Health and Wellness: American Heart Month
February is American Heart Month. Heart disease is the leading cause of death in both men and women and for many is preventable. One dietary way to help lower the risk of heart disease is to limit your intake of trans fats and saturated fats.
Trans fat, also known as partially hydrogenated oil, raises bad cholesterol (LDL) and lowers good cholesterol (HDL) causing an increase risk of heart disease. Trans fats are found in fried foods, baked goods, stick margarines and shortening. To determine if a product has trans fat look in the ingredient list for partially hydrogenated oil. The American Heart Association recommends limiting your trans fat intake to no more than 1% of your total calories. If you’re on a 2,000 calorie diet that is only 2 grams of trans fats a day.
Saturated fat is another fat you want to limit. Saturated fat is mostly found in animal products like fatty beef, butter, whole milk and sour cream. The American Heart Association recommends limiting your daily amount of saturated fat to no more than 7% of your total calories. So if you’re on a 2,000 calorie diet that would be no more than 16 grams of saturated fat a day. Healthy alternatives to foods high in saturated fats are foods high in monounsaturated and polyunsaturated fats.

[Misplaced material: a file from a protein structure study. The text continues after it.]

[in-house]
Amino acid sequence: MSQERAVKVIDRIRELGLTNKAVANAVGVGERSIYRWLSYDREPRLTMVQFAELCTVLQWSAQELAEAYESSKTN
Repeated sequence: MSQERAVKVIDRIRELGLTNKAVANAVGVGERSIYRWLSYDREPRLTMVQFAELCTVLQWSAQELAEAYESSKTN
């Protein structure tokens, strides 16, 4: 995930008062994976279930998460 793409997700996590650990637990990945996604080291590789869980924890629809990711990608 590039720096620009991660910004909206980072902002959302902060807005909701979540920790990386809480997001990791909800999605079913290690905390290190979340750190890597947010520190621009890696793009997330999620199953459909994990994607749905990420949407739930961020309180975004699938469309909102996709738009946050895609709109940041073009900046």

Monounsaturated and polyunsaturated fats are considered the better fats. Replacing saturated fat with monounsaturated and polyunsaturated fats can help lower your cholesterol and risk of heart disease and stroke. Foods high in monounsaturated fat are olive oil, canola oil, avocados, peanut butter, nuts and seeds.
Polyunsaturated fat includes essential fats, omega-6 and omega-6 fatty acids, that your body needs, but can not produce on its own. Omega-6 and omega-3 fatty acids are important for brain function and growth and development of your body. Foods high in polyunsaturated fats are fatty fish, like salmon, nuts and seeds.
Along with limiting saturated and trans fats you should also limit your sodium intake and increase your intake of fruits, vegetables and whole grains for heart health.